Time and time again, I’m reminded that a purpose-driven life requires one key sacrifice: giving up normal.

Even when I’m not seeking them, I see examples of this principle everywhere. (Guess there’s something to that cliche about the master appearing when the student is ready.)

Yesterday, MMA Champion Rich Franklin spoke at our church and shared that he’d never taken a drink of alcohol. Why? It didn’t align with his goals.

Sarah Peck recently explained why she says no to most meetings or getting together for coffee. Instead? She raised $29,000 for charity: water and swam from Alcatraz to San Francisco – in her birthday suit.

Author Jim Collins and his wife gave up television decades ago.

“The power of removal can be immense. A few years ago I set a goal of reading about 100 books a year. So I embarked on a vigorous program of doing. I made lists. I set aside a room as a library. I bought reading chairs, desks, lamps, and stacks of books.”

“Yet in spite of all that energetic doing, too many of the books remained unread. After a tiring day I’d get sidetracked. In my left hand, War and Peace; in my right, the TV clicker. Faced with long passages on the burning of Moscow in 1812 or short quips on Monday Night Football, I’d flick on the TV and lose a couple of hours. So my wife and I unplugged and jettisoned the TV. My reading productivity soared.”

Since then, he’s written three ground-breaking bestsellers and become the authority on business leadership. His wife? She’s won an Ironman Triathlon.


We know this.

Achieving our purpose isn’t normal. Society doesn’t conspire to keep us focused. Our brains don’t embrace the thought of facing our fears.

In his book, Ikigai, Sebastian Marshall opens with people-watching at a train station in a Japanese suburb. He describes the ordinary, happy lives of the other passengers. And then two lines jump off the page. “I think, this is what I’m giving up. I don’t get to have this.” He admits to crying at the realization.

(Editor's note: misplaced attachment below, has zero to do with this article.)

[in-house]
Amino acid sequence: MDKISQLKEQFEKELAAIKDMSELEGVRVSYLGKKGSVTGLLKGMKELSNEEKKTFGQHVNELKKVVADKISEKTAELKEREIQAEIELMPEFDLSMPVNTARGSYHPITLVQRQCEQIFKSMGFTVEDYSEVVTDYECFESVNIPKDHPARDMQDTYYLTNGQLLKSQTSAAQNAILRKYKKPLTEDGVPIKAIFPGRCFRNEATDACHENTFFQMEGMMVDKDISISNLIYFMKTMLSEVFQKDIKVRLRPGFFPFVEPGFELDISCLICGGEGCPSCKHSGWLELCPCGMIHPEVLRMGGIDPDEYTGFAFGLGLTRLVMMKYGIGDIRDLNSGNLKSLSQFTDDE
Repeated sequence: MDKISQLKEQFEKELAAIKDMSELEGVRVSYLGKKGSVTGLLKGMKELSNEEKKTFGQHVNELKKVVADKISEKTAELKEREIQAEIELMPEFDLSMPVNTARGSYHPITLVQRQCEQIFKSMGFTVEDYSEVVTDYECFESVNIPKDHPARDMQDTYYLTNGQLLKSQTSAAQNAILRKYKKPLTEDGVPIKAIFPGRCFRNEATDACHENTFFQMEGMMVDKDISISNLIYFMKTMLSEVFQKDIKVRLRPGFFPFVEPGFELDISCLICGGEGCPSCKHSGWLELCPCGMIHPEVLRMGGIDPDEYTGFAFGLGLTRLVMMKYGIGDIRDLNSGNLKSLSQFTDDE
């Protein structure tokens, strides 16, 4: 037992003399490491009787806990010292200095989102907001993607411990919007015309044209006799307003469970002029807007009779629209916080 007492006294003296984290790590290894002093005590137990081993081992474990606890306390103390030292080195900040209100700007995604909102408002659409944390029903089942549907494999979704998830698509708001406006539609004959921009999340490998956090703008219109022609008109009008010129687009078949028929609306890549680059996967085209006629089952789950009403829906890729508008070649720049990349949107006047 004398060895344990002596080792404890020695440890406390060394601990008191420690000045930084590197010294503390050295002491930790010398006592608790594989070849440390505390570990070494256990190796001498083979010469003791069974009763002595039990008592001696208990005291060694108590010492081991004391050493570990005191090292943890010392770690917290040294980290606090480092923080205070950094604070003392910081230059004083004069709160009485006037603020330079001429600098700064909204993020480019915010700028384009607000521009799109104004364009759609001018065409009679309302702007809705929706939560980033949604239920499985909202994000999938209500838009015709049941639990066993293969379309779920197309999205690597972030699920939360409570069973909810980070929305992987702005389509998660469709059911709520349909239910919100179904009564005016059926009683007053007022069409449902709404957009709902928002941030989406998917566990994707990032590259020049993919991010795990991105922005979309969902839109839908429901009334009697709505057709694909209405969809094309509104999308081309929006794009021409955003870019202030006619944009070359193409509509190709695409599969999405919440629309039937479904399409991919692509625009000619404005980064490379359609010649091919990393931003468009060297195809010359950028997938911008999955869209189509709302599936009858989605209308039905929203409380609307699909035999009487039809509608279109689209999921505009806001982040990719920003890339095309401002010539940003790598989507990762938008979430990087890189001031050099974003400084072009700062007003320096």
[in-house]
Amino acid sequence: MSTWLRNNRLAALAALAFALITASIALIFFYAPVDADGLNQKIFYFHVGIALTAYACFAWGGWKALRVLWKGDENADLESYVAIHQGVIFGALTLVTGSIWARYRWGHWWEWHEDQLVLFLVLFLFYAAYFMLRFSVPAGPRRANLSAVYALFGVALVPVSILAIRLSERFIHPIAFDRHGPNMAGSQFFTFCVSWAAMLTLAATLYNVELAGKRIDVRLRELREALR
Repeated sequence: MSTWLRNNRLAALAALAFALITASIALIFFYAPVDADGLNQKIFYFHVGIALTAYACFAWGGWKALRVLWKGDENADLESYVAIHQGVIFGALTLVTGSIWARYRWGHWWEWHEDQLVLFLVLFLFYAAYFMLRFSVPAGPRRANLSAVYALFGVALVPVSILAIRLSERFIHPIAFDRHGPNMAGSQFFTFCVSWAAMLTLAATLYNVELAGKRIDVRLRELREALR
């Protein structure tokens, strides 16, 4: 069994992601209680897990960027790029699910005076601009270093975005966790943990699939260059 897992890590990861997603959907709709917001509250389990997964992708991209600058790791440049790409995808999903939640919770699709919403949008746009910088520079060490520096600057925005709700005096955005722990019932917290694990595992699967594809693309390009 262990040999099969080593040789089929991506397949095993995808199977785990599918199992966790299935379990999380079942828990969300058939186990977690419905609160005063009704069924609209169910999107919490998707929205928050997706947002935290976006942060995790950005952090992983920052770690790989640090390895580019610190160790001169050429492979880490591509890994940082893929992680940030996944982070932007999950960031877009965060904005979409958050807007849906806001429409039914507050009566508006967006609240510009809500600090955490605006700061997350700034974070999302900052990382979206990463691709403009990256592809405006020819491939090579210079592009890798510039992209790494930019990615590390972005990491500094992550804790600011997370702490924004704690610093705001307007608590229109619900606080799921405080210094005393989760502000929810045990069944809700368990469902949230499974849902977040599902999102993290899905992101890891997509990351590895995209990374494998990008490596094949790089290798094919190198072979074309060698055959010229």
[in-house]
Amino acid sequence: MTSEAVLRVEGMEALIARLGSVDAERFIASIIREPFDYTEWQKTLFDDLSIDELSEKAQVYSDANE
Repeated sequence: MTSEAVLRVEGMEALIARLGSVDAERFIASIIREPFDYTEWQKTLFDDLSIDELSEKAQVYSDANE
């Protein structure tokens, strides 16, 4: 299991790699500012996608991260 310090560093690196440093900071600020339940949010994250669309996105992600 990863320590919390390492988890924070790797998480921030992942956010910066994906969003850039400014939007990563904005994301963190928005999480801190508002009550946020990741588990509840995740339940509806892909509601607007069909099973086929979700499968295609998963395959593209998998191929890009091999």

We can’t really define “normal,” but as Justice Stewart said, “we know it when we see it.” Or, perhaps more profoundly, we know what’s not normal when we see it.

Here’s author Haruki Murakami’s daily routine.

“When I’m in writing mode for a novel, I get up at 4:00 am and work for five to six hours. In the afternoon, I run for 10km or swim for 1500m (or do both), then I read a bit and listen to some music. I go to bed at 9:00 pm. I keep to this routine every day without variation. The repetition itself becomes the important thing; it’s a form of mesmerism. I mesmerize myself to reach a deeper state of mind. But to hold to such repetition for so long — six months to a year — requires a good amount of mental and physical strength.”

Normal? No. Neither is having your work translated in 42 languages and being awarded the Frank Kafka Prize for furthering humanity.

How about gymnast Gabby Douglas?

“Something clicked in my head that said, if I really want to make this happen I need to get better coaching,” Gabby explains. Following that feeling, a 14 year-old Gabby moved by herself to Des Moines, Iowa. She was home-schooled by her host family to make time for her intense gymnastics training schedule.

Normal? Hardly. Neither are the Olympic Gold Medals hanging around her neck and the inspiration she provided to an entire nation.


Back to that note about seeing this everywhere. Here’s an excerpt from a post AJ Leon shared just this morning. (!!)

“The conscious and intelligent manipulation of the organized habits and opinions of the masses is an important element of democratic society. Those who manipulate this unseen mechanism of society constitute an invisible government which is the true ruling power of our country…’We are governed. Our minds are molded, our tastes formed, our ideas suggested, largely by men we have never heard of’.” – Edward Bernays, 1928

That to have compliant masses quietly leading lives prescribed to them by those who know best is preferable to the anarchy that would ensue if each individual possessed the cerebral authority to chart their very own destiny. . . .

In some ways, I agree with Bernays. Society does indeed demand compliance. In fact, maybe it necessitates it. Maybe if there weren’t submissive and conciliatory masses, filing one by one, to tastes and ideas and careers they don’t question, then maybe the planet itself would stop turning.

But no one ever changed the world by conforming to the ideologues that run it.

So, what do we do?

Question everything.

Be deliberate.

Sojourn beyond the boundaries.

Recognize that every minute of every day someone, somewhere is using their money or influence to try and convince you of what you should think and buy and eat and dream and do with your life.

And recognize that while at times this System takes on the form of television producers and politicians, most often it takes the form of well-intentioned teachers and friends and parents innocently luring you into a complacency and conformity and compliance that they acquiesced to long ago.


When’s the last time you hung a poster of a “normal” person on your wall? When’s the last time you shared a quote from a “normal” person?


Normal people don’t change the world.

You were meant to change the world.

You can’t be normal.


What “normal” will you give up in the pursuit of your purpose? You can tell us in the comments.